Iran's post-revolution challenges have included the imposition of economic sanctions and suspension of diplomatic relations with Iran by the United States because of the hostage crisis, political support to Iraq and other acts of terrorism that the U.S. government and some others have accused Iran of sponsoring. Emigration has lost Iran millions of entrepreneurs, professionals, technicians, and skilled craftspeople and their capital.[5][6] For this and other reasons Iran's economy has not prospered.[citation needed] Poverty rose in absolute terms by nearly 45% during the first 6 years since Iraqi invasion on Iran started[7] and per capita income has yet to reach pre-revolutionary levels when Iraqi invasion ended in 1988.[8][9]

The Islamic Republic Party was Iran's ruling political party and for years its only political party until its dissolution in 1987. After the war, new reformist/progressive parties had started to form. The country had no functioning political parties until the Executives of Construction Party formed in 1994 to run for the fifth parliamentary elections, mainly out of executive body of the government close to the then-president Akbar Hashemi-Rafsanjani. After the election of Mohammad Khatami in 1997, more parties started to work, mostly of the reformist movement and opposed by hard-liners. This led to incorporation and official activity of many other groups, including hard-liners. After the war ended in 1988, reformist and progressive candidates won four out of six presidential elections in Iran and the right-wing nationalist party of Mahmoud Ahmadinejad won twice.

The Iranian government is opposed by several militias, including the Mojahedin-e-Khalq, the People's Fedayeen, and the Kurdish Democratic Party. For other political parties see List of political parties in Iran.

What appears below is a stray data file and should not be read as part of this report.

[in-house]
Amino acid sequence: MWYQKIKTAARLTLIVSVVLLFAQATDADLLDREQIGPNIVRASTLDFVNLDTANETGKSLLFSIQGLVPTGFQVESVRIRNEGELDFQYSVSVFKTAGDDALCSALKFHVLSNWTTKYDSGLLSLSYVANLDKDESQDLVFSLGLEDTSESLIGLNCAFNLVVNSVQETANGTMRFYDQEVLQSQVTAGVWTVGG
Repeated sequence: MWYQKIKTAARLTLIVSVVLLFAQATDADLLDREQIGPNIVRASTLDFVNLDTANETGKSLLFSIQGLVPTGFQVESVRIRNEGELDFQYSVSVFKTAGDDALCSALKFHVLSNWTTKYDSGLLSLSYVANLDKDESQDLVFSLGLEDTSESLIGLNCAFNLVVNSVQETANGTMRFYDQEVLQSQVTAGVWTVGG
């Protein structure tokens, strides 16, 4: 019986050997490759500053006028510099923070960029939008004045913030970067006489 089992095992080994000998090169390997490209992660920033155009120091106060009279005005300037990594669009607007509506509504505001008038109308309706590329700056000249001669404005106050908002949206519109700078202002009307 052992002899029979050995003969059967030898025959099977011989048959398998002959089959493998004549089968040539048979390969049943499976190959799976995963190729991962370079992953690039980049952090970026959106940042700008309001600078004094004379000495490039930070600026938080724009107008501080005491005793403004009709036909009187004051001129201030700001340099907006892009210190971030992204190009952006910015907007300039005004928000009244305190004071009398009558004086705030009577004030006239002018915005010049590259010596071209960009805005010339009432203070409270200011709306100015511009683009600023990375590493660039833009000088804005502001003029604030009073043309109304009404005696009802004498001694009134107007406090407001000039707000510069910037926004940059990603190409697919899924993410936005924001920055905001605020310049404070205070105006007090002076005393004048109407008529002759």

Supreme Leader[edit]

The Supreme Leader of Iran[10] is the head of state and highest ranking political and religious authority (above the President). The armed forces, judicial system, state television, and other key governmental organizations are under the control of the Supreme Leader. There have been only two Supreme Leaders since the founding of the Islamic Republic, and the current leader (Ali Khamenei), has been in power since 1989. His powers extend to issuing decrees and making final decisions on the economy, environment, foreign policy, education, national planning of population growth,[11][12][13][14][15][16][17][18] the amount of transparency in elections in Iran,[19] and who is to be fired and reinstated in the Presidential cabinet.[20][21]

The Supreme Leader is appointed and supervised by the Assembly of Experts. However, all candidates to the Assembly of Experts, the President and the Majlis (Parliament), are selected by the Guardian Council, half of whose members are selected by the Supreme Leader of Iran.[22] Also, all directly-elected members after the vetting process by the Guardian Council still have to be approved by the Supreme Leader.[23][24]